In fact this brings me to the whole question of what is expected of the Comptroller and Auditor General of India. Constitutionally the office of the Comptroller and Auditor General of India finds mention in Chapter 5 of Part V of the Constitution in Articles 148 to 151. As Comptroller he controls the Consolidated Fund of India in that he determines how our accounts will be maintained for all expenditure from and accruals to the Consolidated Fund. As Auditor General he keeps a watch on how money voted by Parliament is spent by government and for this purpose he conducts the audit of government revenue and expenditure. Under Article 150 it is CAG who prescribes the form and substance of government accounts and under Article 151 his audit reports on such accounts are submitted to the President, who causes them to be laid before each House of Parliament. Mutatis mutandis CAG has coterminous powers vis-à-vis the States. The constitutional role of CAG is extremely important because he is the watch dog on behalf of Parliament about how money voted by it is being spent and he thus enables Parliament to fulfil its constitutional function of controlling the budget and calling government to account. In this behalf Parliament is supreme because unless the estimate of expenditure chargeable to the Consolidated Fund of India is not approved in the form of grants by Parliament under Article 113 the Appropriation Bill cannot be presented to Parliament under Article 114 and government will no longer be able to withdraw a paisa from the Consolidated Fund of India.
To be the financial watchdog of such a powerful Parliament gives CAG extraordinary constitutional authority. This is incontrovertible, but what is in dispute is whether while auditing the accounts CAG is competent to question the propriety of an executive decision of government taken in accordance with the Rules of Business and conforming to the ideology and programme of the party in power. Whether to nationalise or denationalise an undertaking sanction a programme which benefits the poor but may cause a loss to the exchequer or give a subsidy to a particular class of people are issues clearly beyond the scope of CAG. When CAG audits the functioning of a department he is required to comment on the manner in which funds have been spent or a project has been implemented. CAG is not competent to state that had the programme been organised in some other way or had there been some other programme government would have benefited to the extent of a notional figure calculated by CAG, or that by not doing so government has suffered loss to the extent of a notional figure calculated by CAG. This is clearly beyond the scope of the Comptroller and Auditor General of India. CAG has to live in a real world of real figures — he can neither be speculative in his analysis nor hypothetical in his conclusions.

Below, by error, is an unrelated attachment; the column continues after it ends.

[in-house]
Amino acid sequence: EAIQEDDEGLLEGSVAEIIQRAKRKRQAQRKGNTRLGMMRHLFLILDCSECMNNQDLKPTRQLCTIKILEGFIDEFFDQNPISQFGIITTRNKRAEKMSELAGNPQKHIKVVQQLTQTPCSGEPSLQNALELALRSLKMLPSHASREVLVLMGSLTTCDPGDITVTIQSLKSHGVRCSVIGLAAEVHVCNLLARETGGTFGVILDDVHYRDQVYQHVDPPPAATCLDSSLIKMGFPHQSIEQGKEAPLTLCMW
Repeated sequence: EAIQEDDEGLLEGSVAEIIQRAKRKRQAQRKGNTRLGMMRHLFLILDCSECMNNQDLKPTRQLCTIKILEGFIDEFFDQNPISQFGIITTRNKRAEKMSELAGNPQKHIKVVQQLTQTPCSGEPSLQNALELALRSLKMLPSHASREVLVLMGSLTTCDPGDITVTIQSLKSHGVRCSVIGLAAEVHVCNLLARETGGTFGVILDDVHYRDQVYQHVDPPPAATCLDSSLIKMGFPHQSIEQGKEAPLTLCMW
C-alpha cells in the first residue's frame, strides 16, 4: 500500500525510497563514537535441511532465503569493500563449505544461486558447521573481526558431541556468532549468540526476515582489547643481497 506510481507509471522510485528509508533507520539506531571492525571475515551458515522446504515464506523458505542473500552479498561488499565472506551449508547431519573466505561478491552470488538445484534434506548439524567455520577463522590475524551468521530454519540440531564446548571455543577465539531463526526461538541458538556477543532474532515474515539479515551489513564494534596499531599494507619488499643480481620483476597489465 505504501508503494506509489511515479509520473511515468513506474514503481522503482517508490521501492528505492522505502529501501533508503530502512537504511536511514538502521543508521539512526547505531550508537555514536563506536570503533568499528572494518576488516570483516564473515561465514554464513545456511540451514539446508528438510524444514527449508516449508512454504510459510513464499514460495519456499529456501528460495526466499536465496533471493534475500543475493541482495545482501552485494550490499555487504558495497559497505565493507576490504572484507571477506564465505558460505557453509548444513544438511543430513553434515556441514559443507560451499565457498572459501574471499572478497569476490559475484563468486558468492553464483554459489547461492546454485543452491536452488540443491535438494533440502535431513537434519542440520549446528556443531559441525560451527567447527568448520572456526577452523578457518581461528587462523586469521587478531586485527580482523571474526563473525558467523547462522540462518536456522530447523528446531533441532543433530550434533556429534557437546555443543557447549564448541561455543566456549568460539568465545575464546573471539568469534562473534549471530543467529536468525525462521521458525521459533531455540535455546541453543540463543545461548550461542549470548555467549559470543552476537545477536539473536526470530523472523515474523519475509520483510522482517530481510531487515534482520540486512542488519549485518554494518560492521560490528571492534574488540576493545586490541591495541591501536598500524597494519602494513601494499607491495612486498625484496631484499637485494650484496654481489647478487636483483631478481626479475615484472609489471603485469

The Opposition is baying for the blood of the Prime Minister on the basis of certain reports given by CAG, which reports themselves are more speculative than hard audit reports. This forms the basis of the demand that the Prime Minister must resign. Under what clause of the Constitution does CAG acquire authority to decide whether or not the pleasure of the President under Article 75 (2) should be exercised? The office of the Prime Minister as head of the executive government is political, though within the framework of the Constitution. This office will be occupied or vacated on the basis of politics and not on the basis of an audit report. The Opposition is creating a very dangerous precedent in superimposing an audit report on the judgment of government in its executive decision making and on this basis demanding that the Prime Minister should resign. It is the duty of the Prime Minister to refuse to accede to the Opposition’s demand. This does not mean that if the Prime Minister has done something which attracts criminal action he should not be prosecuted. Under Article 361 only the President of India and Governor of a State enjoys immunity from court proceedings, civil or criminal, is not liable to criminal proceedings and can neither be subjected to process or imprisonment so long as he is in office. No such an exemption is constitutionally granted to the Prime Minister or the members of the Council of Ministers. There are legal provisions for sanction from a competent authority before the prosecution of the Prime Minister in his capacity as a public servant, but that does not give him immunity from court proceedings. If the Opposition feels that it has enough material to prosecute the Prime Minster it should file a FIR in the nearest police station and let the law take it course. That occurred with Yoshihiro Tanaka, the Prime Minister of Japan. He did not resign because the o\Opposition wanted him to. He resigned because his party ordered him to do so and because his conscience told him that he had in fact taken a bribe, which was later proved in court. In India the Opposition is welcome to move a motion of no confidence against the Prime Minister. It can seek his prosecution by filing a FIR on criminal charges against him, but it cannot indulge in the politics of intimidation in which if the Prime Minster does not accede to the Opposition’s demand this he must resign then the Opposition will bring Parliament to a halt. If the Opposition does disrupt Parliament then the Speaker of the House should take the severest disciplinary action against those members of the Opposition who disrupt the House. Even a weak Prime Minister is better than an Opposition which practices the politics of intimidation.